Unfortunately, this has become a bit of a habit. My grandma has a house in the lovely Roussillon fishing village of Collioure, and sitting some 650m above sea level is a little thing called the ‘La Tour Madeloc’. It is basically a tower. On top of a big hill. Quite a steep hill. Here is it from a distance. You can just about spot it on the middle peak.
A few years ago I accidentally joked that I was going to run up to it. Previously, the thing we joked about was running to a windmill that wasn’t very high up a hill. However, I have this little problem that when I say I am going to do something, I feel like I have to do it. So I did. Took myself up with a Camelbak, having no idea how long it would take, met a few new friends at the top who asked if I wanted to head down and tackle the next hill along as they were doing three big climbs that day (NO are you crazy you mad French people, I’ve nearly died doing this one), smashed it back down and promptly lay on the front porch not moving for 30 minutes.
Last summer was the second time and I took my dad up. He’d done it at another time the previous year because he felt he had to better me. Bearing in mind this was about a month after I’d properly got back into running again after a stress fracture, it probably wasn’t the most sensible idea. He beat me on the ups and I got upset. However, my downhill game was strong (stupidly so, given the stress fracture) and I flew down so mwahaha.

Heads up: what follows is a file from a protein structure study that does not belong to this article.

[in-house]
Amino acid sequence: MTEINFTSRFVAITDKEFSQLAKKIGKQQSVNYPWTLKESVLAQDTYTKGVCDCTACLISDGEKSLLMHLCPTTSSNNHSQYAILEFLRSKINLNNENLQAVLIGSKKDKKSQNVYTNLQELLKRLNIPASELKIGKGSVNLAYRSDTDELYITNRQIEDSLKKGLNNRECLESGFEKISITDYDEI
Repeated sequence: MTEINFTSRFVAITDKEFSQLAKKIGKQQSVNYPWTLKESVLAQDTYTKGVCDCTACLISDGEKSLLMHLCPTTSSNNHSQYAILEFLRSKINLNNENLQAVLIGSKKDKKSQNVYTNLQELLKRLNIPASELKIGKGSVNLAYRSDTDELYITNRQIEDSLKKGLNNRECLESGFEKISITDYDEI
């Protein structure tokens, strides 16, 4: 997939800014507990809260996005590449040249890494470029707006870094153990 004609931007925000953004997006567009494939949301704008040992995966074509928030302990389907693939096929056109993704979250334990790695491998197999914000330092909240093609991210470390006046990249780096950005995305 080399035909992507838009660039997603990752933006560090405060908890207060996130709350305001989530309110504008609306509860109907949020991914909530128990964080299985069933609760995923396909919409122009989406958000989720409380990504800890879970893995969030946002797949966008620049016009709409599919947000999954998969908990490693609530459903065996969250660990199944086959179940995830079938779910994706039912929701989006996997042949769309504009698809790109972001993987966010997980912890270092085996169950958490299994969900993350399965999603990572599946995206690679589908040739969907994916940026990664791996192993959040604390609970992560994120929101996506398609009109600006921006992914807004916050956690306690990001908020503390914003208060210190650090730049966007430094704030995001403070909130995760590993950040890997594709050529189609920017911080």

He then proceeded to take my mum up it last October at which point she swore she would never do it again…..until I suggested it a few weeks ago 😉
And this summer I took her again!
There are several options of actually getting up to the top. If you’re starting from the town centre, you can pick up the road (Chemin de Consolation) that heads up to the Hermitage de Consolation, without taking the track up to the actual Hermitage itself – stay on the road and follow it up around the vineyards and then you hit the crossroads at the Col de Mollo. The other option is to pick up the winding road from near the bypass at the top of the town (D86) After lots of up and a sneaky downhill section, you end up at the same crossroads.
From there, you can continue up the road to the summit, however, my alternative route involves the ‘sentier pédestre’, or as we like to refer to it, ‘the mountain goat track’. If you’ve come up from the bypass main road route, this is off to your right before hit the downhill to the crossroads,however if you’ve come up from the town through the vineyards, turn right at the crossroads (as if you are heading back DOWN – except it is actually up, soz) and it is on your left.
This will then involve some trail running, some scrambling, maybe some swearing, some wondering WHEN this will ever end.
I’m not going to lie and say I ran it all….because I didn’t. It gets a bit stop-start because it just seems like you are going round another corner, and another,and another. But the terrain is SUPERB.